Monday, August 12, 2013

Sharon Beals

The Kiernan Gallery is pleased to have photographer and author Sharon Beals as juror for our upcoming exhibition Botanicals. We have asked her a few questions about her work.

Your work is as much advocacy as it is art. What are your thoughts on balancing the artistic interpretation of natural subjects with their scientific and ecological significance?

This is a hard question to answer, Kat. As far as the nests go, they are scientifically accurate, down to using the eggs that were collected with the specimens whenever I could locate them in the science museums. I might have lit them in a way that enhanced the interest of the nest materials or the sculptural quality, but since the images were going to be used for a book and the nests were photographed in science collections, I didn't feel comfortable taking license with the nests. I had the responsibility of answering to the scientists who granted me access to those specimens always on my mind. 

My other landscape and beach plastic images, I take some license with, if not a lot. I want others to love the untidy wild that speaks to me, so if I have to turn them blue via faux cyanotype, or make duotones, to try to make the viewer notice what they might have overlooked, I think that is fine. With the beach plastic, the images are totally a manipulation. I think of them as advertising for a cause in a way, to make them attractively confrontational. 

What We Leave Behind

Your book Nests, Fifty Nests and the Birds that Built Them is a successful artistic and scientific exploration of the natural world. How did this series evolve into a book?
The photographs are the culmination of a trajectory that began after reading Scott Weidensaul’s wonderful book, Living on the Wind, Across the Hemispheres with Migrating Birds. Threaded through his essays about the amazing feat of migration are stories of the survival challenges that many species of birds face at either end of their journeys, and along the way—challenges which are most often created by humans. Galvanized, I began to look for a way to use my photographs to communicate what must be told about the lives of birds today. It wasn’t until I happened upon the wonder of these avian architectural feats that I felt I had found something that might speak for their creators, and which would speak to viewers who might never pick up a pair of binoculars or open a birding guide. I would make photographs and tell the stories of their builders.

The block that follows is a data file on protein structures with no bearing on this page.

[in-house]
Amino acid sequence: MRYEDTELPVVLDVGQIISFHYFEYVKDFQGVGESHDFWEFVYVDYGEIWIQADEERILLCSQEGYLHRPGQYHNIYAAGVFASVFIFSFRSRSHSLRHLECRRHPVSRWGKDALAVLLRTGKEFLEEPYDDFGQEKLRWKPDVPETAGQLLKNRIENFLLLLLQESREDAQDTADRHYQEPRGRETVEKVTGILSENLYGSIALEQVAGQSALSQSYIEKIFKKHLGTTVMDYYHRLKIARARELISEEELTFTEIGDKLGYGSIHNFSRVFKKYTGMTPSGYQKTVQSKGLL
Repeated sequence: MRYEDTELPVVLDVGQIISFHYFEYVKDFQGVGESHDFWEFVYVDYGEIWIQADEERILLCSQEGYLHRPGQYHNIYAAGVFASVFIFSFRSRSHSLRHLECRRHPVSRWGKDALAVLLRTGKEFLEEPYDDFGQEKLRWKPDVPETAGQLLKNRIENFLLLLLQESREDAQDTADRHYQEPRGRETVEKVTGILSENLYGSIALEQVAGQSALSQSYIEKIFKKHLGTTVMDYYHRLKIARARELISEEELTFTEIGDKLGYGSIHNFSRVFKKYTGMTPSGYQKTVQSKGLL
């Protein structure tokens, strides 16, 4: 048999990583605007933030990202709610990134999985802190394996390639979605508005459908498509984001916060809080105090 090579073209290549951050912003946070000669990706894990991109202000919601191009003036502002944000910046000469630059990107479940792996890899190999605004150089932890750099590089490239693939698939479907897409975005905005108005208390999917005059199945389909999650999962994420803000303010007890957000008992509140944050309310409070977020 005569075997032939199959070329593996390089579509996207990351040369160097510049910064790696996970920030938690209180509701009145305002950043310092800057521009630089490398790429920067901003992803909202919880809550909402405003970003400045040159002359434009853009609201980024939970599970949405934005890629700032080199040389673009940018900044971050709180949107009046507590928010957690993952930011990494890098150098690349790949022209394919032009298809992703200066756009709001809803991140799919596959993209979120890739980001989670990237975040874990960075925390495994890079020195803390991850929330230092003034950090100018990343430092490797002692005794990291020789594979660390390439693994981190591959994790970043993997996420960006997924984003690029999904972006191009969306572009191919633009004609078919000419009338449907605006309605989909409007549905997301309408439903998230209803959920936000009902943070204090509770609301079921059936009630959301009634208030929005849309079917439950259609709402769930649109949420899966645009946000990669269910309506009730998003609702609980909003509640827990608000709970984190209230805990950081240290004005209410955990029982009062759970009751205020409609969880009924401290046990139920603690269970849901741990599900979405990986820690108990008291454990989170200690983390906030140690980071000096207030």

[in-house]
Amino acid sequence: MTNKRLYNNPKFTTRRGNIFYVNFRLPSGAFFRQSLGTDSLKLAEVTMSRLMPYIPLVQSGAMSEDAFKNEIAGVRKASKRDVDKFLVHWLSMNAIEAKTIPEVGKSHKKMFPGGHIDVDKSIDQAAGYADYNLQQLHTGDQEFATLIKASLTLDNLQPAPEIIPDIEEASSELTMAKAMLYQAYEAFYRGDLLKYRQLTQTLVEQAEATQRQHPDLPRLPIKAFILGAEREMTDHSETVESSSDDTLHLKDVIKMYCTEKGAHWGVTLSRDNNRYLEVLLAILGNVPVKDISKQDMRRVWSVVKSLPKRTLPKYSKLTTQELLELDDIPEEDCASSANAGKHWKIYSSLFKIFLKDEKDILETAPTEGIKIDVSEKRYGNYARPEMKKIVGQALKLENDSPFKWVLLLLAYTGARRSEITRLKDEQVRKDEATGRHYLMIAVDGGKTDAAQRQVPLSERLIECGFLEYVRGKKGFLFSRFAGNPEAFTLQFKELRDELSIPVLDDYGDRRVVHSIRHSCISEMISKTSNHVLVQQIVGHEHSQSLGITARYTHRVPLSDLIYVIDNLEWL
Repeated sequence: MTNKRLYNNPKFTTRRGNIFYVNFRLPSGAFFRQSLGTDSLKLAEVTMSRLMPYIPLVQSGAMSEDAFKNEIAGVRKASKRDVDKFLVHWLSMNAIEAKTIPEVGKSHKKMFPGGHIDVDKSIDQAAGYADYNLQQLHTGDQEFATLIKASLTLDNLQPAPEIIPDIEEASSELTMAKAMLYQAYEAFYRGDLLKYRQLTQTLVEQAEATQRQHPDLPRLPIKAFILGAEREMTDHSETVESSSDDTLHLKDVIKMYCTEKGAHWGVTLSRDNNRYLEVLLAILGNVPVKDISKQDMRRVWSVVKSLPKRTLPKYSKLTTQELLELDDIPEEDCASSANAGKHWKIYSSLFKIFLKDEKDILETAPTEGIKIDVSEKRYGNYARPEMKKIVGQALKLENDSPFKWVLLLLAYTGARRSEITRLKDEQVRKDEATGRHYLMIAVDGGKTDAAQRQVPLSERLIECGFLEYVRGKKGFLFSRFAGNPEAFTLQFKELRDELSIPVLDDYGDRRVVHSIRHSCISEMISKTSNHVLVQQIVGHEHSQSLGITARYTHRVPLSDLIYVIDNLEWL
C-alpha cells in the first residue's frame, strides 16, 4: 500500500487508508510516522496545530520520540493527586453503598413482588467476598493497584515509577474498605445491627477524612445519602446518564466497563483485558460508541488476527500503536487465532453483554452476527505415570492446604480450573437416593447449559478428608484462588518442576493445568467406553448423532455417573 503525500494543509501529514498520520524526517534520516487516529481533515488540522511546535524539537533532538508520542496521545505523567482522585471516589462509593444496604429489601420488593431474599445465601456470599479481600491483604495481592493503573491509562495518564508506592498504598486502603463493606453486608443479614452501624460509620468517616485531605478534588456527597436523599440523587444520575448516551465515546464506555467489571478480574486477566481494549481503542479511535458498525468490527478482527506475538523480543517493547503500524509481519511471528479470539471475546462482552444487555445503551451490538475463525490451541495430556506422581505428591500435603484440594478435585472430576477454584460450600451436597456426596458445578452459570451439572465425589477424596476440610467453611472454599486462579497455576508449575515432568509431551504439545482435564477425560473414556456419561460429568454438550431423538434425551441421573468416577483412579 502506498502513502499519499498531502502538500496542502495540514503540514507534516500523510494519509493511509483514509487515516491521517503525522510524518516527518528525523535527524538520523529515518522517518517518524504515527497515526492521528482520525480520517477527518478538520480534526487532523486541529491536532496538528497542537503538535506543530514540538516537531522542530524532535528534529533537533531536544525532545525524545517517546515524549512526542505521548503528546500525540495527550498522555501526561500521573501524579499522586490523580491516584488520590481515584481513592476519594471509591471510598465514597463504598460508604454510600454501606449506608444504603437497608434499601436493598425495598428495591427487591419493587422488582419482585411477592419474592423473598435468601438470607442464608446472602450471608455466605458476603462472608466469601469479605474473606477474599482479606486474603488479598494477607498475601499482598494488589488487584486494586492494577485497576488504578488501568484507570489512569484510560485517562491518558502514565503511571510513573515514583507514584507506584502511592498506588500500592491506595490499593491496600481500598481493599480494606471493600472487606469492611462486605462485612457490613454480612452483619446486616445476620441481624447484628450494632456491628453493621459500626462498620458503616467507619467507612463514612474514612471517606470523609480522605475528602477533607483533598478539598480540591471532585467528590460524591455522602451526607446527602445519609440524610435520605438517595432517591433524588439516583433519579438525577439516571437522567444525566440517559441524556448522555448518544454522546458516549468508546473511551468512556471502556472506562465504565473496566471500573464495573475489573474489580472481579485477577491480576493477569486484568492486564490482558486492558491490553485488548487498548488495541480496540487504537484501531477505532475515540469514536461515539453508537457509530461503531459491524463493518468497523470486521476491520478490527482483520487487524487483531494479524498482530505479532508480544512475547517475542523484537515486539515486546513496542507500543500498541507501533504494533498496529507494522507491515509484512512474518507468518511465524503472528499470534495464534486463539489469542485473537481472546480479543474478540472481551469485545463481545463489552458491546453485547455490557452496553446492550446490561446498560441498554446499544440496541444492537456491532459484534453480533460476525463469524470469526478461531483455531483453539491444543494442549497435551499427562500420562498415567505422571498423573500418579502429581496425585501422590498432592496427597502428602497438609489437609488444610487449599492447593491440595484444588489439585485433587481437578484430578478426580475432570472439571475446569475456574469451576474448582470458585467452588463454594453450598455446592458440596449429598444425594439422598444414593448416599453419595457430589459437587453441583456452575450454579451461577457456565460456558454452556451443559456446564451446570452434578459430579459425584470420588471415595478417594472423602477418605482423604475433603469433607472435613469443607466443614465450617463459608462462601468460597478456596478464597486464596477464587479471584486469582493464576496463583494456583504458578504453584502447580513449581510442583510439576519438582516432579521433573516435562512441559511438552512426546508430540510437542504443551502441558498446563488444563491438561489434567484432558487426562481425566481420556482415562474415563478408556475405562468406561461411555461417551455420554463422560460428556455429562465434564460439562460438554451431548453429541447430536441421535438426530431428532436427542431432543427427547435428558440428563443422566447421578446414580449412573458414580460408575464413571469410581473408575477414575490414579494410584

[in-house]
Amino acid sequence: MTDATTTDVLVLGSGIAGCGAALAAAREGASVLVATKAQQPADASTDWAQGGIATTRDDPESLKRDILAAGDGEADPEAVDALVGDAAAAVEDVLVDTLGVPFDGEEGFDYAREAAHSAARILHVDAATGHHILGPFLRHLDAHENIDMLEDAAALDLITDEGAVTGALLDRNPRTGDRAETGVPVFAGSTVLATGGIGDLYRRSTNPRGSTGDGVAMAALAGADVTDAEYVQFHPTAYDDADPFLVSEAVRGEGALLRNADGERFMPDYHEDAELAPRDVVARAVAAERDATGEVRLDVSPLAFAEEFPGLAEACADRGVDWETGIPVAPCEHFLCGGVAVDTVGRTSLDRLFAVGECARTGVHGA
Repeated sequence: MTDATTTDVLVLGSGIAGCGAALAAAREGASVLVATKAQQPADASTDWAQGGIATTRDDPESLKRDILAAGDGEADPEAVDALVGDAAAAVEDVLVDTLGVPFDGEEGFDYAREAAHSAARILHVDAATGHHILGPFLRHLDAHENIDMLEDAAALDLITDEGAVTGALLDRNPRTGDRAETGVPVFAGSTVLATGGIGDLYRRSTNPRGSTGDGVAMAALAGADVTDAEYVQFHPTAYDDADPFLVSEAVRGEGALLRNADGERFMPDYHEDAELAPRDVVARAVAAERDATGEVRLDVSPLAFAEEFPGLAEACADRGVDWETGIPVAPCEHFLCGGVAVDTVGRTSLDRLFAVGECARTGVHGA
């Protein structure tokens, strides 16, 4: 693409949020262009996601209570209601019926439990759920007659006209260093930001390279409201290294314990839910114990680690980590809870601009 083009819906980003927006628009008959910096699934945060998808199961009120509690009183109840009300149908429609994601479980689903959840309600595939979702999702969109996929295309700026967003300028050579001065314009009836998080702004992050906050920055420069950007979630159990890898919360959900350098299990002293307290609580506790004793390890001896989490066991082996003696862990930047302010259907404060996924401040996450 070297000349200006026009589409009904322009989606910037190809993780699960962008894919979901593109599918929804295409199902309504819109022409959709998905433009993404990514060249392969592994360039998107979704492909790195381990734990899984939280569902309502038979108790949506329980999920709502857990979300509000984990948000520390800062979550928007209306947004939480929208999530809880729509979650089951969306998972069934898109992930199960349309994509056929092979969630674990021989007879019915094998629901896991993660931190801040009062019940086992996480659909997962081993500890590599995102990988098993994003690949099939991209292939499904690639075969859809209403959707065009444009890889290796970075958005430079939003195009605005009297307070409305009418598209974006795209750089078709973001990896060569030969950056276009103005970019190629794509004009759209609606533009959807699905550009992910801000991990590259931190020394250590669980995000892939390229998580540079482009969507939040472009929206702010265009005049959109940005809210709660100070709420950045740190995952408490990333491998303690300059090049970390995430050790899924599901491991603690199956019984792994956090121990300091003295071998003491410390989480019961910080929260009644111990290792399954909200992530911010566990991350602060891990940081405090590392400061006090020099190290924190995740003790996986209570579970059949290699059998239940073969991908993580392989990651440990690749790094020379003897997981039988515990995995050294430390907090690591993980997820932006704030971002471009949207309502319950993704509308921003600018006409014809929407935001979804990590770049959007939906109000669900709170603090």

I also put words to my photographs, adding essays about bird behavior, nesting habits, and when it was important, the conservation concerns that these builders might be facing. 

Tree Swallow

Were all of the nests for the book were photographed on location? If so, what was the process of photographing in the field? 

The photographs were all made on little sets I made in rooms full of cabinets that housed the nests and eggs of historic science collections in The California Academy of Sciences, the Museum of Vertebrate Zoology, the Western Foundation of Vertebrate Zoology. I just recently photographed about dozen more nests at the Cornell University Museum of Vertebrates. All of this has been a great privilege. And I climbed no trees. Most were collected in the 1900s, if not earlier. 

Botanical photography is a vast and varied genre. How do you think will approach this process of jurying this exhibition?

Because it is so vast, and so varied, I will keep an open mind, and hope only that the images I get to see are of a quality and invention that honors their subjects. I hope that there are images that I haven't "seen" before, that surprise me, but I will also be pleased to be witness to well executed classical images. I look forward to the challenge of curating what I think will be a very exciting show. 

Claremont Diptych

Finally, we ask this of all of our artists, what does success in art mean to you?

Success in art, to me, means being seen and appreciated for the intent of your work. To have galleries and shows is another iteration of that same idea. I don't want to be glib, as I have had some success, but to be appreciated by people who know art photography is sometimes just enough. 
As if it Didn't Matter

The deadline to submit to Botanicals is August 22. Visit for more information.

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